KARACHI: Dubai-based ride-hailing company Careem has laid off about 150 employees just weeks after its $3.1 billion acquisition by Uber was officially closed.
An email sent out by Careem CEO Mudassir Sheikha to his employees last week said the move has been made to align with the tech giant’s Super app vision. In an interview with The National on Thursday, Careem’s co-founder and CEO Mudassir Sheikha confirmed the news and said that cuts are being made to support its expansion strategy.
In December alone, over 60 people parted ways with the company of which Dubai took a clear lead while workers from Pakistan only made up a small proportion of that. Amid financial constraints, Careem has also been forced to exit from Oman and Turkey, where it felt the regulatory environment was not conducive.
Careem has over 3,500 employees of which around 1,100 work in offices across Pakistan.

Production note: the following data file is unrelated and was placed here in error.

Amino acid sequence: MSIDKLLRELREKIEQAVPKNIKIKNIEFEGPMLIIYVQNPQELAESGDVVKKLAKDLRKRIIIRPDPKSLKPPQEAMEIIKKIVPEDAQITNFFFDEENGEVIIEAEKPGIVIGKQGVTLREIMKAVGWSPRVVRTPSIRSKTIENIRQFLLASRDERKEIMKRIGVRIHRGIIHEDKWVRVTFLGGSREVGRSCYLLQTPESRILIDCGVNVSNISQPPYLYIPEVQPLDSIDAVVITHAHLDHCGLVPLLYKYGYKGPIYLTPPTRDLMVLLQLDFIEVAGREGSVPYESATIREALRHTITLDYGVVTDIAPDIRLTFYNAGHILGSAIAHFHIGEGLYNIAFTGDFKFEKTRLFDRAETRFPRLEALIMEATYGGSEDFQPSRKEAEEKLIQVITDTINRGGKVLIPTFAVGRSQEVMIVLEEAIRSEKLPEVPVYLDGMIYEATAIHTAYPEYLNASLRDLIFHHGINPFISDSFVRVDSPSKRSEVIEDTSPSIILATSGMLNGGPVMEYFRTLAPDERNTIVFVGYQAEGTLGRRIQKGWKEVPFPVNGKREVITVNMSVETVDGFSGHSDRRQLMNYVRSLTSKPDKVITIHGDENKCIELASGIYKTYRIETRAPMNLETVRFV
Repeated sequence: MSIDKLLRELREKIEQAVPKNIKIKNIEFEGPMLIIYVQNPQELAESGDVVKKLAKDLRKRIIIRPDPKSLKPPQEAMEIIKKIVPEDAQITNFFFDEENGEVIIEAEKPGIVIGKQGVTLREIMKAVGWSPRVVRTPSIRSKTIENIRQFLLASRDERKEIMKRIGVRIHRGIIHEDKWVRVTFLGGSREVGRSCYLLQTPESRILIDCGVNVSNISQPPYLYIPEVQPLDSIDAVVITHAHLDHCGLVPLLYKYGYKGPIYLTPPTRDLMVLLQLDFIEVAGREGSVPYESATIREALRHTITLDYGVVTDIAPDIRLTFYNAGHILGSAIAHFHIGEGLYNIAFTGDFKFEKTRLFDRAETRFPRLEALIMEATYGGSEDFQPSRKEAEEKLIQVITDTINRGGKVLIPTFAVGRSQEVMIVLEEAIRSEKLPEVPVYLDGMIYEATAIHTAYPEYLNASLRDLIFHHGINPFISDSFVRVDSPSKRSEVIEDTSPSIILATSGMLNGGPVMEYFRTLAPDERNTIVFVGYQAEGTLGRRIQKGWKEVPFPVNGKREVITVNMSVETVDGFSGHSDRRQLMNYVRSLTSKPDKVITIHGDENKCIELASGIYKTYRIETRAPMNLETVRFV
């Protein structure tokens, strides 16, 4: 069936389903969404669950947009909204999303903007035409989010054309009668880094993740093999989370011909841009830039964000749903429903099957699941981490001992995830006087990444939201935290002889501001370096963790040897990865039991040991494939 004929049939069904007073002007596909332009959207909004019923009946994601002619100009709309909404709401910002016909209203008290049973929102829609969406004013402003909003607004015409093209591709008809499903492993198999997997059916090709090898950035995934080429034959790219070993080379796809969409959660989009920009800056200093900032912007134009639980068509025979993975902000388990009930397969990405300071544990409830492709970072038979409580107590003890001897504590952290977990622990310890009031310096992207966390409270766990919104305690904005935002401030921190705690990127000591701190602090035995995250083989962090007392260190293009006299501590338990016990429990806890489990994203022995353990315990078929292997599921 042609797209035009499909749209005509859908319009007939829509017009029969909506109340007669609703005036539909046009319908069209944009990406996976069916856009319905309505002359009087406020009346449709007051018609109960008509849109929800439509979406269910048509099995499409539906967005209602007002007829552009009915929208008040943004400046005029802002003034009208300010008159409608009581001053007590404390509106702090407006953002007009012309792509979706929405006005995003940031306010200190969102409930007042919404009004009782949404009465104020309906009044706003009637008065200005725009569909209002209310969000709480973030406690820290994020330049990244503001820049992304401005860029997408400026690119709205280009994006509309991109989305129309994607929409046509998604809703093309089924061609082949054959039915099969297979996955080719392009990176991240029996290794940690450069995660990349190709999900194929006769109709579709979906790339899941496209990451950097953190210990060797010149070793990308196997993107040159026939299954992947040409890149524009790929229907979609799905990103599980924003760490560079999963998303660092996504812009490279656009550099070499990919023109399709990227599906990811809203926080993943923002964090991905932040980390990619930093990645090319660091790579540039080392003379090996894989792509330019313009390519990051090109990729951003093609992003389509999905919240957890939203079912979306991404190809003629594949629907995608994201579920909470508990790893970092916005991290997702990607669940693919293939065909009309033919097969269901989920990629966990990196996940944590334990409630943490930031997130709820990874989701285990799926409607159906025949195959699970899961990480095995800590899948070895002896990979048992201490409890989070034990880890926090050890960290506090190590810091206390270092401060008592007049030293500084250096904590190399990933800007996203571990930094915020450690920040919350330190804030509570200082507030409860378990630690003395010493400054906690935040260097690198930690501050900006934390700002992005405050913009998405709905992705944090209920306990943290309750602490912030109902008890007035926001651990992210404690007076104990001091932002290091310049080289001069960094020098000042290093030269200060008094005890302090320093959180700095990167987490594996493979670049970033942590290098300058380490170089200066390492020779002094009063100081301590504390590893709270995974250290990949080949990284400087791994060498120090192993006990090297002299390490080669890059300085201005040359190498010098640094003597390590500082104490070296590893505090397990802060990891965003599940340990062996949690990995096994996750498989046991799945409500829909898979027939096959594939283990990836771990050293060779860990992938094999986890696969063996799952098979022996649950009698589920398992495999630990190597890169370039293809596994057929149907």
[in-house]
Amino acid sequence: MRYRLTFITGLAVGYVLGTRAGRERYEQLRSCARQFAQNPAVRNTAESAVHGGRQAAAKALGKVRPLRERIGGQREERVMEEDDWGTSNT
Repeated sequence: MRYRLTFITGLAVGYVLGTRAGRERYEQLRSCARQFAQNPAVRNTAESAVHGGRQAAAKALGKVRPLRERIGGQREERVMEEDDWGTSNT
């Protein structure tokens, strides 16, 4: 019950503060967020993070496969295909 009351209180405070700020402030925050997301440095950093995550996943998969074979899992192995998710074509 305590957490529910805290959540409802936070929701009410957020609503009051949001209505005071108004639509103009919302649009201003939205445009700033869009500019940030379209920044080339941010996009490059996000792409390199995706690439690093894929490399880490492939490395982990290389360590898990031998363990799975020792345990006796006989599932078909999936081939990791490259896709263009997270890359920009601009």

“The changes mean that some of our colleagues now have different or expanded roles at Careem, and others will leave us today as their roles no longer exist,” the email read.
Elaborating the reasons for making these choices, the CEO went on to say: “Like many technology companies at our stage of growth, Careem is facing two new realities. First, the expansion of our vision from a regional ride-hailing operator to a multi-vertical Super App platform has implications on how we allocate resources and organise ourselves.
Second, our new investors, the public markets, expect companies like us to become profitable after almost a decade of high-growth scale.” Careem like its parent company Uber now, had been facing losses to fuel its growth in new geographies. But this has come at a hefty cost, as they have reportedly burned around $75 million to expand and maintain footprint just in Pakistan, their largest market in terms of rides.
While the profitability has been hard to come by, Careem has also lately faced stiff competition from new entrants in the mobility sector: Airlift and the Egyptian Swvl.